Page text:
It only took the brief introduction to John Paul Jones’ printmaking class to hook her on the medium. As she fondly recalled, “He said, ‘Let’s get to work.’ And he taught us how to make prints. It was all dirty and smelly and I loved it!”

Abby has been painting and printmaking professionally for 50 years now, the last baker’s dozen at Jen and Nate Galpin’s Vita Brevis Press in Hailey. Abby enthusiastically describes Jen as, “by God, a master printmaker!”

After graduating from college and living—among other places—in Berlin, Germany, while the wall was still up, Abby moved to the Wood River Valley to raise her family. She found commercial success painting landscapes, but when she wasn’t painting or raising kids, the working mom was at her “day job” as a cook (she refuses to be called a “chef”)—most notably as the owner of Piccolo’s in Ketchum—and as an art teacher at the Community School.

The printmaking studio, Vita Brevis Press, in Hailey, Idaho. Photo by Kristin Cheatwood.The printmaking studio, Vita Brevis Press, in Hailey, Idaho. Photo by Kristin Cheatwood.

“For me, it’s all about the process,” Abby said, recalling her path to becoming a professional artist. “I was trained to think of myself as a worker. When I was learning, I was learning a trade.”

That’s why the detail and labor-intensive ways of printmaking, which is basically an art form that involves transferring an image from one surface to another and usually includes creating several printing plates, have always appealed to her.

“The thing about printmaking that’s different from painting is that there are so many rules to follow. I like being challenged to work in the framework,” Abby said, adding with a rather mischievous smile, “But sometimes it’s fun to thumb your nose at tradition and break the rules … that’s me all over.”

Abby’s latest work focuses more on space. “I love to work big, because I’m big,” she said, spreading her arms wide before her. “Color, light and space. I’ll start with a brush stroke, a movement, and it goes from there.”
Abby said she finds inspiration in abundance here in the heart of Idaho: from her fellow artists (she is very well respected within the local art community); from her family and friends; from the abundant natural beauty of the area.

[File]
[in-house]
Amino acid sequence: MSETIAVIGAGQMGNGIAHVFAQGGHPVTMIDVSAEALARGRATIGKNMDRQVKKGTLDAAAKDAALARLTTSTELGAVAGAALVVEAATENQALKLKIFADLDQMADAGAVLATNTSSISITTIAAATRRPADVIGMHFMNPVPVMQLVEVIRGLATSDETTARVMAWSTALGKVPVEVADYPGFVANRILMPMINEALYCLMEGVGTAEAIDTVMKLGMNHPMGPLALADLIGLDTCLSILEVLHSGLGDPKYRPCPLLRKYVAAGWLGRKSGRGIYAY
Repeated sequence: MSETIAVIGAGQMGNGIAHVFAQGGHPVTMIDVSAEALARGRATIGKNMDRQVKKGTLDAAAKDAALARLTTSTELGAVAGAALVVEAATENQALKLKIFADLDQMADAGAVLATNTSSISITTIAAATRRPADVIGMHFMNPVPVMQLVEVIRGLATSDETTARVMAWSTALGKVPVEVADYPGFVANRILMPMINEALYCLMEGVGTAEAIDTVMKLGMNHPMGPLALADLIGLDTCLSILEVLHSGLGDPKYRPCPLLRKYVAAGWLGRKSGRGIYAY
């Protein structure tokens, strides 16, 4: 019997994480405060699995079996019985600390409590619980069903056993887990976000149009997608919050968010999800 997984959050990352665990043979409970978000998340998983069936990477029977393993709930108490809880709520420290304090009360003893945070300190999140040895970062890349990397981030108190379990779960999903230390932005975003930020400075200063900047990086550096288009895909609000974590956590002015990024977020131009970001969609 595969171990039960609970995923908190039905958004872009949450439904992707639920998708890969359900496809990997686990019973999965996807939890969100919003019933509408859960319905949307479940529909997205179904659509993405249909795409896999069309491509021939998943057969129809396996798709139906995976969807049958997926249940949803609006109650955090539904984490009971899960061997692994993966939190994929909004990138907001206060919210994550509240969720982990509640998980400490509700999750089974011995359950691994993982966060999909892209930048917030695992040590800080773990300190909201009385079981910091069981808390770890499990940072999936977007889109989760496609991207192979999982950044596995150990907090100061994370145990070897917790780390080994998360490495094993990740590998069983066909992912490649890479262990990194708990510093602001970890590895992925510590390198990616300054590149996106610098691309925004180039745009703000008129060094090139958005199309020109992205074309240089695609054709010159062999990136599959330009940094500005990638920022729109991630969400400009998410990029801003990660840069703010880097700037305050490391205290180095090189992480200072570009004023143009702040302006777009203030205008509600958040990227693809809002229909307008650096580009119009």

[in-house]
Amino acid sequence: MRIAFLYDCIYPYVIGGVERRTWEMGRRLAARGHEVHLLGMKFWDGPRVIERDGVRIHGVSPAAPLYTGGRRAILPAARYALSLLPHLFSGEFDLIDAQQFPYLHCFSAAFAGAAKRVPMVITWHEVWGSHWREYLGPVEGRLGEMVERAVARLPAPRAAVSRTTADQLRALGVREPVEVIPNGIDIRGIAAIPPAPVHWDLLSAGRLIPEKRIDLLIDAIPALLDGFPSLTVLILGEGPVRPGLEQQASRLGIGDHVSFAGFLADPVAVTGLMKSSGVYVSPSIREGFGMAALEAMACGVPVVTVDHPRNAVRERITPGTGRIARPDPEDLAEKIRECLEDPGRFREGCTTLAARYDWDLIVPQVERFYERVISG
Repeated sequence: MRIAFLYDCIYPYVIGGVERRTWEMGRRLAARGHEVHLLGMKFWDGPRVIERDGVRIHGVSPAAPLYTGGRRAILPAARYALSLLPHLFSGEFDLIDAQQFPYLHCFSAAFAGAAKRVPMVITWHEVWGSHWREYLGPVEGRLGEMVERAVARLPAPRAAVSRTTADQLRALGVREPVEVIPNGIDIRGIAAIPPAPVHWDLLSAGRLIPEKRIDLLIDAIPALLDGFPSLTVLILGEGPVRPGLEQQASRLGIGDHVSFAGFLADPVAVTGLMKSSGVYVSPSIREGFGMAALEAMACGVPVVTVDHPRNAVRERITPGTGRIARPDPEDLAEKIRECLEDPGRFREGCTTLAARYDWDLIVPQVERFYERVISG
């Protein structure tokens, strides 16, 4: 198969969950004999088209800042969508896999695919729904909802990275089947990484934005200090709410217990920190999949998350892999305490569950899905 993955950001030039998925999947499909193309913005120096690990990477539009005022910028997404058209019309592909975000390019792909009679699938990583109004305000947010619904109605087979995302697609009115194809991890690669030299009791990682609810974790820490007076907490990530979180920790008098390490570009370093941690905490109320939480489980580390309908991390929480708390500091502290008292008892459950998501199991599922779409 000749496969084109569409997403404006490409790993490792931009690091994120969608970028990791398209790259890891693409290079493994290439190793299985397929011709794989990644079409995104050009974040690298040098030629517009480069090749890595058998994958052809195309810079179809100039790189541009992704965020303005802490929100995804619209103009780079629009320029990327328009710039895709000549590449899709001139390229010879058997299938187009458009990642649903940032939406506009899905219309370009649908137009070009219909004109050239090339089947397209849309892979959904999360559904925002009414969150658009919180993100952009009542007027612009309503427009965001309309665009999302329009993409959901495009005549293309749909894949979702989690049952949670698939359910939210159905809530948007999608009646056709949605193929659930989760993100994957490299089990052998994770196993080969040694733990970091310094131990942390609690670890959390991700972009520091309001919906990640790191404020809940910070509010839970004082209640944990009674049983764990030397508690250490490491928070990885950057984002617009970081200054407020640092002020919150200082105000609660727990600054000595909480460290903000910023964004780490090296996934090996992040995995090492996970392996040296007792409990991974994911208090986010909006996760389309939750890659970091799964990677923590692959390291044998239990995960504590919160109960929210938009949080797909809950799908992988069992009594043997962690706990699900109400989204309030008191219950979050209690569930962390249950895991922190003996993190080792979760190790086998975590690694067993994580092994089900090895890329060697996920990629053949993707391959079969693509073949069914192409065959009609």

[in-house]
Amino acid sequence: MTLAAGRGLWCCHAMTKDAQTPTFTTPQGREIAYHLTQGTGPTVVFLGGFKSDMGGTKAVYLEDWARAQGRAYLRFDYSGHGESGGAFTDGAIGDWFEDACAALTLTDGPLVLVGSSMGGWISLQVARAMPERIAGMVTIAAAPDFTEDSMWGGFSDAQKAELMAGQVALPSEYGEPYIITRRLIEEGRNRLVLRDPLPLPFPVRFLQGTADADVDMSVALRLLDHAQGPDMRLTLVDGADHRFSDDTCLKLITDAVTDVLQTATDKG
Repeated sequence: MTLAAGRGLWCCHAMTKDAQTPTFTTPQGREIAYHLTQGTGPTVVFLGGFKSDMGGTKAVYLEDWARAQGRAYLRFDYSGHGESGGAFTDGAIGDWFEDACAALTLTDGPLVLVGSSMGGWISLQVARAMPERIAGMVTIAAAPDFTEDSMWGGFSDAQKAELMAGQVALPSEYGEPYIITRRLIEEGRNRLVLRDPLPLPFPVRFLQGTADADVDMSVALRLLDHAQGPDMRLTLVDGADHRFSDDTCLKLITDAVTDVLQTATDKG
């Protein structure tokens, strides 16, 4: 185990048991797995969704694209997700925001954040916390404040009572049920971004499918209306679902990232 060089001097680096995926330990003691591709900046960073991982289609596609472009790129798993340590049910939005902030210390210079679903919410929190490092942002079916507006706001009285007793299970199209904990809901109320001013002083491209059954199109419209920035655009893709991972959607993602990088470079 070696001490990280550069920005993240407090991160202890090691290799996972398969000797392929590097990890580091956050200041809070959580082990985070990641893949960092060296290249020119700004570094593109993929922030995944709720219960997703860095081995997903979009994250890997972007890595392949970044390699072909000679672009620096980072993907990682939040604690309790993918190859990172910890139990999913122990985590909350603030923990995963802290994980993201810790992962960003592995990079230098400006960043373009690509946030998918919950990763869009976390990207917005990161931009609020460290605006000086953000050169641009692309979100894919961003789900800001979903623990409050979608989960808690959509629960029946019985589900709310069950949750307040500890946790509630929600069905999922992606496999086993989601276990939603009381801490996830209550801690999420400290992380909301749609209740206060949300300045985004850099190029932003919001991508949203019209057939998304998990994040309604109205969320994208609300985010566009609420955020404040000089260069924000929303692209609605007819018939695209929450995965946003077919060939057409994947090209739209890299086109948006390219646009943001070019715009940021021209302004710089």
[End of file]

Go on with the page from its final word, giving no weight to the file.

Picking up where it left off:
“The color here is so incredibly interesting,” she said about her artistic inspirations. “More and more it just bubbles up.”

To see Abby’s work, visit



Gaye Bawa Odmark. Photo by Dev Khalsa.

Originally from Lahore, Pakistan, Gaye Bawa Odmark first came to Idaho in the mid-`70s. And even though she left to call Paris, London and San Francisco home, she didn’t leave her heart in the Bay Area. She left it in the Wood River Valley.
Gaye was reunited with the Valley in the late-`80s and has been calling this spectacular swath of Idaho home ever since. She loves the “abundance of nature” here, the great sense of “freedom and time and stimulation” the area has to offer.

Gaye Bawa Odmark artwork.“I need to know why I am here and have been given this special time to create,” Gaye said about practicing her art locally. “I find that I am happier and more rational about life and have a sense of abundance when I am producing art. Time spent in the process of creating is the ‘pause’ I need to heal myself and therefore give back in a conscious way.”

Gaye first showed an artistic calling when she was still a toddler, but didn’t pursue an artistic career until she was in her thirties. Her mediums are photography, mixed media and printmaking, which she practices at her studio in Ketchum and at Vita Brevis Press. Afternoons are her favorite time to work.

“I believe that one is ‘ordained’ at birth, but one can work hard to create and learn to be an artist over time,” she said when asked about how one becomes an artist. “The only requirement is to be one’s authentic self … and to evolve creatively.”

To see Gaye’s work, visit the Lotus Gallery on East Ave in Ketchum or


This article appears in the Fall 2014 Issue of Sun Valley Magazine.